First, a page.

It measures 38m long, has an unusual loop that runs right in the middle and best of all, is designed by three students. Go take a walk on the Festine Lente in Sarajevo.
I was looking for the Latin Bridge. The same bridge that brought Sarajevo into the limelight and had the whole world at war with itself in 1914. Not like it is hard to find. On a good day, expect to see curious tourists milling around the bridge and the building wall close by.
Surprisingly, it was this other pedestrian bridge that caught my fancy. The Festine Lente, or looping bridge. It translates as ‘make haste slowly’.
The steel and aluminium bridge, over the river Miljacka, connects the historic stone walls on Radic street with the green grounds of the church on Mak Dizdar embankment, close to the Academy of Fine Art. What makes it unique is an unusual loop in the centre of the bridge, encouraging walkers to slow down and enjoy the views. There are also a couple of wooden seats on either ends inside the loop, giving those who pass under it an opportunity to take shelter with a bit of privacy. Expect to spend a few more minutes than required admiring its unique architectural design or reflecting on the history of the city.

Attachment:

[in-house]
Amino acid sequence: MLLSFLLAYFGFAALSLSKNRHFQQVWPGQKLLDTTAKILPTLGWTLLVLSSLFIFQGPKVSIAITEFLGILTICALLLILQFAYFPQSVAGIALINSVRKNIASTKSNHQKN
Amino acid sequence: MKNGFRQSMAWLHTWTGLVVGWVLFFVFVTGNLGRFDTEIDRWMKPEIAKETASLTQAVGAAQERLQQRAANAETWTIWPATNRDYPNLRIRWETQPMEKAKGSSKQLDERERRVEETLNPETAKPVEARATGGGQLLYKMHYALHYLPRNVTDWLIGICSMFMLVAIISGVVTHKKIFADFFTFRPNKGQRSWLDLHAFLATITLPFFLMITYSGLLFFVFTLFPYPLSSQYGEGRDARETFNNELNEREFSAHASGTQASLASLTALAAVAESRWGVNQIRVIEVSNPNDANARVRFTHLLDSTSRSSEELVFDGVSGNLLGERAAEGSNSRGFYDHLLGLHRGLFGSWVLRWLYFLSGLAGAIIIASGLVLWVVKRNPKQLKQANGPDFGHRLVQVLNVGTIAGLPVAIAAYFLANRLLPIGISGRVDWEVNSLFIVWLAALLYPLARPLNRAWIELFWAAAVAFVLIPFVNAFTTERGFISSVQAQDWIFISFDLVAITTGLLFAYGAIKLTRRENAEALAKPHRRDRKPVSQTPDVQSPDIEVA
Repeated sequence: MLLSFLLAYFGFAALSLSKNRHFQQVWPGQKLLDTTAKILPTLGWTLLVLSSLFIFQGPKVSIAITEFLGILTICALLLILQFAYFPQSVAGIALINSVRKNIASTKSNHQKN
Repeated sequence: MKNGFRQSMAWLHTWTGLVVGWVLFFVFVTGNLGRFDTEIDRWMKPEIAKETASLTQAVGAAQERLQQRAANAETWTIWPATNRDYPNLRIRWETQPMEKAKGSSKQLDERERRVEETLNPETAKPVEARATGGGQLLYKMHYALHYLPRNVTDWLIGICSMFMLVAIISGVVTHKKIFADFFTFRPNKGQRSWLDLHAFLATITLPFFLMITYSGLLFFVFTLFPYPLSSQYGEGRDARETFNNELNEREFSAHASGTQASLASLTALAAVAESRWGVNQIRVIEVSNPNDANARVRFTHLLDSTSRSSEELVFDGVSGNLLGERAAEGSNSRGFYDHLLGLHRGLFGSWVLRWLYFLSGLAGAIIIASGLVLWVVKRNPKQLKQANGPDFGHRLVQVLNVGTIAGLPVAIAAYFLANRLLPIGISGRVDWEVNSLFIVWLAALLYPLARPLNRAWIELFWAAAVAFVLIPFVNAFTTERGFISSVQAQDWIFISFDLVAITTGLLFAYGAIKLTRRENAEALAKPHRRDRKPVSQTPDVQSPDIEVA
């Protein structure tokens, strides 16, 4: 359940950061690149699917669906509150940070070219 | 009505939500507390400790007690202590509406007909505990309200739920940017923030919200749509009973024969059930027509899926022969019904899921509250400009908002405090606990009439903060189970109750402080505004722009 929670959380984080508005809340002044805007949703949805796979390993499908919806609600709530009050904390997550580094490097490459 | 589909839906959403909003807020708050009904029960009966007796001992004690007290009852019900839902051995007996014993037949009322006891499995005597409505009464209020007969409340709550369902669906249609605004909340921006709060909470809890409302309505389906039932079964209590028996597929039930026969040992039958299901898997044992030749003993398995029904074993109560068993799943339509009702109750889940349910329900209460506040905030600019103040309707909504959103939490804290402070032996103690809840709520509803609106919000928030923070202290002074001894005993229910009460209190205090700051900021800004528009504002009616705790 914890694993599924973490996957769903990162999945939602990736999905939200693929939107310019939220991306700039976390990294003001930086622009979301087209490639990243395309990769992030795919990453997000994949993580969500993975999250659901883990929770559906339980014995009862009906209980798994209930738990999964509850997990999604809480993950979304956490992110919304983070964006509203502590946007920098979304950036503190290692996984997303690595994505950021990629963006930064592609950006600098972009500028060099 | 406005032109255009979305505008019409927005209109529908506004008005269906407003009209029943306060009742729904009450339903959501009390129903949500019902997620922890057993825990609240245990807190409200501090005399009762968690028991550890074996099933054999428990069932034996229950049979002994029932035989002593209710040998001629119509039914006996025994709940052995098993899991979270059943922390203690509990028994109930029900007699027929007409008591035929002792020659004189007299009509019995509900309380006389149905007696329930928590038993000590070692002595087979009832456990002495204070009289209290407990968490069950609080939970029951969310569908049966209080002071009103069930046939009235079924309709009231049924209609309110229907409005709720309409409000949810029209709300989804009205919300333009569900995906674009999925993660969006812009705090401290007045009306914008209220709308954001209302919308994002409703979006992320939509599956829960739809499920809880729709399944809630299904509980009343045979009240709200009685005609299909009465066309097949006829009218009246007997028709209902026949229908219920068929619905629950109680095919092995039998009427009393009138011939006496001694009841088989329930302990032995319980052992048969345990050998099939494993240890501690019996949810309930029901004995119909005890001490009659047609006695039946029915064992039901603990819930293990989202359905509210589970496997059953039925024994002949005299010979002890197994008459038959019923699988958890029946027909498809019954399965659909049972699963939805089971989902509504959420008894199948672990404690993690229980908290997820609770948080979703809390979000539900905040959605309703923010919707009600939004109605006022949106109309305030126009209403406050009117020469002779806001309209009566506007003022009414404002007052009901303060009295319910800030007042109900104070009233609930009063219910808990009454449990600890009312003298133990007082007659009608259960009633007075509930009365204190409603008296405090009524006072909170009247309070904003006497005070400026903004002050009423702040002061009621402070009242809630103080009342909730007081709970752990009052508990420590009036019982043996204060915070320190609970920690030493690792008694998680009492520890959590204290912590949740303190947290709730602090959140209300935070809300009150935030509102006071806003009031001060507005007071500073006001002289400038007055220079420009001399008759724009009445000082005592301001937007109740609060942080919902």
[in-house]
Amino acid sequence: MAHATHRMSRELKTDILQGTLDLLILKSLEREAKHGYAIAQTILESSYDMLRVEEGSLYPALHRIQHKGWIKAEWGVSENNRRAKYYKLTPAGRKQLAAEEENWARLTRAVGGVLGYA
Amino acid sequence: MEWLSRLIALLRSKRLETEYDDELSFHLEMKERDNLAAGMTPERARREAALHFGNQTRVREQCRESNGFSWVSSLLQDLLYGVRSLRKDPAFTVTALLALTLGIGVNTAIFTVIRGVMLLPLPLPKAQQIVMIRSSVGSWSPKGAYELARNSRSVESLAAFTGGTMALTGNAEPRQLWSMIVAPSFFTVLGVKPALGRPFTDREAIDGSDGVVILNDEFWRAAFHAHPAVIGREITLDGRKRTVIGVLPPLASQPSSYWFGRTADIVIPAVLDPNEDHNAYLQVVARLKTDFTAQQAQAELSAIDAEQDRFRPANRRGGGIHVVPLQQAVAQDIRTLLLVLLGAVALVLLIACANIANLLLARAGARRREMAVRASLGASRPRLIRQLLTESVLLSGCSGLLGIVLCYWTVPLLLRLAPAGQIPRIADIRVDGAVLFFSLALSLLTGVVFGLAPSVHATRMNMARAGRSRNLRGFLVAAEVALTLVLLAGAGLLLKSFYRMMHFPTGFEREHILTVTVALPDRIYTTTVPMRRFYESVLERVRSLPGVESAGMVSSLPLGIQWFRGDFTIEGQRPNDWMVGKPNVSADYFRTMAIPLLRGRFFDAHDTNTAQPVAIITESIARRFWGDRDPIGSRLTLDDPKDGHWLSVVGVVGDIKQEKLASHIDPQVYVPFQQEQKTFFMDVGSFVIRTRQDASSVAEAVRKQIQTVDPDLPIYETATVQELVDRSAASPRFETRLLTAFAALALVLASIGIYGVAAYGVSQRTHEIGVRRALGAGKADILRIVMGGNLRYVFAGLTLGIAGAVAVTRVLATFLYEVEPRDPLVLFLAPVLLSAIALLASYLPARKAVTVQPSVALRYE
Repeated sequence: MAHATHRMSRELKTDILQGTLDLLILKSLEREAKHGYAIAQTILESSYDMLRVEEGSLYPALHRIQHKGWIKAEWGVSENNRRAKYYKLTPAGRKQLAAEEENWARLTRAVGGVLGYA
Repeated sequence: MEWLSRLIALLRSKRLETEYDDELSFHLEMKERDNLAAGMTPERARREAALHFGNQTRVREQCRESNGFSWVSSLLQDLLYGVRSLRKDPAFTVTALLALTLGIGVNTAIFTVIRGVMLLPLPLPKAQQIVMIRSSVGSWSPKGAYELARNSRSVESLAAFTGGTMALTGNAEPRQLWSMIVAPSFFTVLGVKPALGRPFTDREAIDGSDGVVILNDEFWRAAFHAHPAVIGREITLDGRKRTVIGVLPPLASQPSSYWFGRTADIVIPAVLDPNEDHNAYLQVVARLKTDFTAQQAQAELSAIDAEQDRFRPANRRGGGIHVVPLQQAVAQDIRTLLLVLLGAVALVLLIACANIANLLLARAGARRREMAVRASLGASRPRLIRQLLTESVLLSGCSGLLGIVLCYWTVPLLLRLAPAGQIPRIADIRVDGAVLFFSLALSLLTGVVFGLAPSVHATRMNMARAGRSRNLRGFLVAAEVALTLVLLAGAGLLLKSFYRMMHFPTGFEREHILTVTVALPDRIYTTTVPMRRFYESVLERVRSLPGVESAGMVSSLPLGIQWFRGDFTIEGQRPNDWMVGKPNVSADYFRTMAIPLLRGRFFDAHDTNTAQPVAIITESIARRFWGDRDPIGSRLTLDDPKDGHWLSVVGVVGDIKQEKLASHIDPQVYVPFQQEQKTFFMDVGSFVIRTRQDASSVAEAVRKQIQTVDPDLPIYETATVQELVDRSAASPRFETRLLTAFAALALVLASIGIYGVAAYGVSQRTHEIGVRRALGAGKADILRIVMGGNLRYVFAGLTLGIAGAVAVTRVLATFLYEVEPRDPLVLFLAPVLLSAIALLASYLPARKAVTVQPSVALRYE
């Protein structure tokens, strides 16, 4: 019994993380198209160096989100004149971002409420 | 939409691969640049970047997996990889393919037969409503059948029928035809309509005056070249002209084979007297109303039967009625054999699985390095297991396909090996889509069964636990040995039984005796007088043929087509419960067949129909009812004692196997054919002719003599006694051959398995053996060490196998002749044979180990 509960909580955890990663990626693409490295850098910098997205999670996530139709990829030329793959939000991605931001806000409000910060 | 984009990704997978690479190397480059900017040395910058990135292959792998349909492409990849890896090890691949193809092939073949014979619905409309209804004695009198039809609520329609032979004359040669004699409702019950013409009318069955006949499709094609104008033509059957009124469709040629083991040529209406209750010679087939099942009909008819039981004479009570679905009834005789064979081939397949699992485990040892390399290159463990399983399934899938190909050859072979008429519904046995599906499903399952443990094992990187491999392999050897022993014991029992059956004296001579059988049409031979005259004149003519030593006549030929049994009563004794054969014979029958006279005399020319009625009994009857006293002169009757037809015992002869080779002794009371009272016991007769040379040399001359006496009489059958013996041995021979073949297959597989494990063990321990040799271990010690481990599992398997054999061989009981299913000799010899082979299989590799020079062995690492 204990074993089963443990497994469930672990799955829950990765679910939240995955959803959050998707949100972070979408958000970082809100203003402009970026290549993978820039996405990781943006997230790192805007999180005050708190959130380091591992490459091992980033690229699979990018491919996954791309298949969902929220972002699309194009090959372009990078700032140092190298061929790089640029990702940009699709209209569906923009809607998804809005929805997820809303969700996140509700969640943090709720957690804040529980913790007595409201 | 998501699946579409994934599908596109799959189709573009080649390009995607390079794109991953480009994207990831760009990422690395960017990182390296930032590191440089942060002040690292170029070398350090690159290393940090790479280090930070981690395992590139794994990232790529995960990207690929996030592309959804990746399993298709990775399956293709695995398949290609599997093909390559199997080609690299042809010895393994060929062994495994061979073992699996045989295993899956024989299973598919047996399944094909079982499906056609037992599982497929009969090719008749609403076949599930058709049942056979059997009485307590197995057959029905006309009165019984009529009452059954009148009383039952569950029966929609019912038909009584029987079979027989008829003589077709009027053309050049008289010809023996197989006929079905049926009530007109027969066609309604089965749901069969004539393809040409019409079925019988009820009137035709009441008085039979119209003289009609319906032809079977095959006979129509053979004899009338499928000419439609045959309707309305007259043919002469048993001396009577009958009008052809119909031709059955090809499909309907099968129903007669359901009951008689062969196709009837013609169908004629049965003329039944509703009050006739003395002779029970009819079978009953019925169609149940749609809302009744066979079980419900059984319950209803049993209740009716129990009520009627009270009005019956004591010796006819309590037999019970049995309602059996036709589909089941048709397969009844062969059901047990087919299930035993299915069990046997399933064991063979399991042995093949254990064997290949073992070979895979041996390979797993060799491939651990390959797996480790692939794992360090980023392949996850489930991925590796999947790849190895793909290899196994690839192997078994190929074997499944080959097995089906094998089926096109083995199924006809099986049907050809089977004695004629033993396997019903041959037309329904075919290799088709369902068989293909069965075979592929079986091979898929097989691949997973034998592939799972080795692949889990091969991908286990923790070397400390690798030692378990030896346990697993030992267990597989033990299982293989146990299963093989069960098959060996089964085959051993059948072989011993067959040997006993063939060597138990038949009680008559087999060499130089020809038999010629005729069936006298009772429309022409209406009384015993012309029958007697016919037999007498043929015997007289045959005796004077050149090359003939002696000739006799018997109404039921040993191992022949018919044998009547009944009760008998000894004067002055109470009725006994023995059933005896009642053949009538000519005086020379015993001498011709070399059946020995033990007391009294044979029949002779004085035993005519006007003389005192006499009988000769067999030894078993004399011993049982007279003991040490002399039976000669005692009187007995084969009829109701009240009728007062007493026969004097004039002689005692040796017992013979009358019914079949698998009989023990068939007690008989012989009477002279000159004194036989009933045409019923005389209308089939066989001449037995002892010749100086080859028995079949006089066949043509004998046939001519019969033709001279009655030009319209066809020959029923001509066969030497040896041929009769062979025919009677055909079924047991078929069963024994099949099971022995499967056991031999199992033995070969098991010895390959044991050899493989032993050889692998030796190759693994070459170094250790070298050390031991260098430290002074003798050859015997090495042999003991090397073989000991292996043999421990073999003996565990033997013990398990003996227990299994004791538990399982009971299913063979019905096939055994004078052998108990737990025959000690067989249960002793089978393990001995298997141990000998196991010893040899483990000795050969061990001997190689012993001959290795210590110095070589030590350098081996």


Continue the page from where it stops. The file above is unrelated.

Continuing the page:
The best part: it was designed by three students from the Academy of Fine Arts – Adnan Alagic, Amila Hrustić and Bojana Kanlic. They put in their entry to a contest as students in 2007. Then, on the 22nd of August 2012, they saw their winning design come to fruition. While the design of the bridge is open to various interpretations, according to the designers themselves, “The basic idea of the bridge is the union of the secular and spiritual with the loop as a symbolic gate.” Makes sense, when you consider that the former church is the now the centre of the Academy.
While I didn’t see it at night, I believe it is illuminated with white LED lights, giving it a modern urban look and feel. Hats off, I say.